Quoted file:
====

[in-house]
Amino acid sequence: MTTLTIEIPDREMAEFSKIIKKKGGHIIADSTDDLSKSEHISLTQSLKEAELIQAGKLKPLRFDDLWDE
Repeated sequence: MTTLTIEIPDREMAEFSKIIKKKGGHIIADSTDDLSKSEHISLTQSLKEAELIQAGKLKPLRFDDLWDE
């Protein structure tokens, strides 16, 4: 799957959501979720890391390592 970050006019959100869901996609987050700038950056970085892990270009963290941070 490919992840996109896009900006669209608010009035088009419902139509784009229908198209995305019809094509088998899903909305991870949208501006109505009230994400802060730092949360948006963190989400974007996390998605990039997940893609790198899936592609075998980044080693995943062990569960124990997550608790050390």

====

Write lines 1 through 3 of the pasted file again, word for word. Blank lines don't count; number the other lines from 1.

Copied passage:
[in-house]
Amino acid sequence: MTTLTIEIPDREMAEFSKIIKKKGGHIIADSTDDLSKSEHISLTQSLKEAELIQAGKLKPLRFDDLWDE
Repeated sequence: MTTLTIEIPDREMAEFSKIIKKKGGHIIADSTDDLSKSEHISLTQSLKEAELIQAGKLKPLRFDDLWDE